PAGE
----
The Garden Guide

Book: Fragments on the Theory and Practice of Landscape Gardening, 1816
Chapter: Fragment Xvi. Concerning Villas.

Surrounding tree belts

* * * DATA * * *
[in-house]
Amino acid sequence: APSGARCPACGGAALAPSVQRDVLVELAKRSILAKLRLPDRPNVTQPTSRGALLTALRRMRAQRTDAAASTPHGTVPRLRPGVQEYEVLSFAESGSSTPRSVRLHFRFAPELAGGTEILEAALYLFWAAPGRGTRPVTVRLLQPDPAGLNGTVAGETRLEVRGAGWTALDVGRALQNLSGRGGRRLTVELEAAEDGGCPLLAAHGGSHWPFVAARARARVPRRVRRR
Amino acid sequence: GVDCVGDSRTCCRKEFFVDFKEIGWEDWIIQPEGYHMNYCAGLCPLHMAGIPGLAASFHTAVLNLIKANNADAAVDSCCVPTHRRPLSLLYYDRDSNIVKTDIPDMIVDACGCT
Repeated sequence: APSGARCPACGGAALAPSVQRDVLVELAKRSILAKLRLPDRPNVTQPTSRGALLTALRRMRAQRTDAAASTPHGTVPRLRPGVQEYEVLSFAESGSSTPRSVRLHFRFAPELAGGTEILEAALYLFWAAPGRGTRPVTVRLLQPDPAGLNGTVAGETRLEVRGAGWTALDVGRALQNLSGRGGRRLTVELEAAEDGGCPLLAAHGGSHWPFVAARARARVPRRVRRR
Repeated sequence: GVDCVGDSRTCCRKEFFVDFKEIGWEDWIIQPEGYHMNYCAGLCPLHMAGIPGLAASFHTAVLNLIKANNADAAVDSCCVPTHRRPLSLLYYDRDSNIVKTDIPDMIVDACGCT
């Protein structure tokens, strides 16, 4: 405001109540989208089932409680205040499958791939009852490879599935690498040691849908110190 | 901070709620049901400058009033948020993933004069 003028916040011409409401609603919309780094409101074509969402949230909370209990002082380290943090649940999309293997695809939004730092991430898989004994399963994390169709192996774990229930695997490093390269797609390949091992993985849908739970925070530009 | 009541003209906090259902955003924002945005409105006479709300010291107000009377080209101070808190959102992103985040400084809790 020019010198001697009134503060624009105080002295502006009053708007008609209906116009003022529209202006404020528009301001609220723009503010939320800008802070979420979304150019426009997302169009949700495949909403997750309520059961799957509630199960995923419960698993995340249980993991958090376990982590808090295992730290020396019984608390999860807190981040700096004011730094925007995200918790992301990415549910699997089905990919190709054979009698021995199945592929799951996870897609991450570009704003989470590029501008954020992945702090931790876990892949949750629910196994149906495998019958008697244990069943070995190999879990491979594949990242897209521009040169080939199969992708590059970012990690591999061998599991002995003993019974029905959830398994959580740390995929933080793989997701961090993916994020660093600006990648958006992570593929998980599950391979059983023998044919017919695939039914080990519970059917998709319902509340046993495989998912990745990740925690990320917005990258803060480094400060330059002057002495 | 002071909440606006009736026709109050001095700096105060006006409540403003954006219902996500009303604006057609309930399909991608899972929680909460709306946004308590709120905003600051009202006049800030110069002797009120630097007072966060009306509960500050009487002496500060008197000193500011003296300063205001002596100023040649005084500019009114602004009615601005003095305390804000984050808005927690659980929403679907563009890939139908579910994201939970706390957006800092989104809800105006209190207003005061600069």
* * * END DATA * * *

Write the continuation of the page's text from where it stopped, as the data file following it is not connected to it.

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There are now but few places where the surrounding belts, planted in Brown's time, have not been cut down, for the sake of the timber, or the ground cleared for the sake of the pasture; but where they exist, especially in a flat country, the trees have acquired such height as to exclude all distant view; and, consequently, an air of confinement is produced, which was not intended in Brown's original belts. Two instances of this kind have occurred to me in the neighbourhoods of Ealing and Acton; where a pleasing offskip, with wooded distance, and such features as the pagoda and palace of Kew, were totally hid by the lofty trees which formed the belt. In one of them, an attempt had been made to break the continuity; but some few tall trees that were left produced more mischief than all the others before they were taken away; because, while the belt remained, we might suppose it concealed some unsightly object; or, that nothing existed beyond it deserving a place in the landscape; but now we perceive features whose beauty is by no means increased by being partially concealed.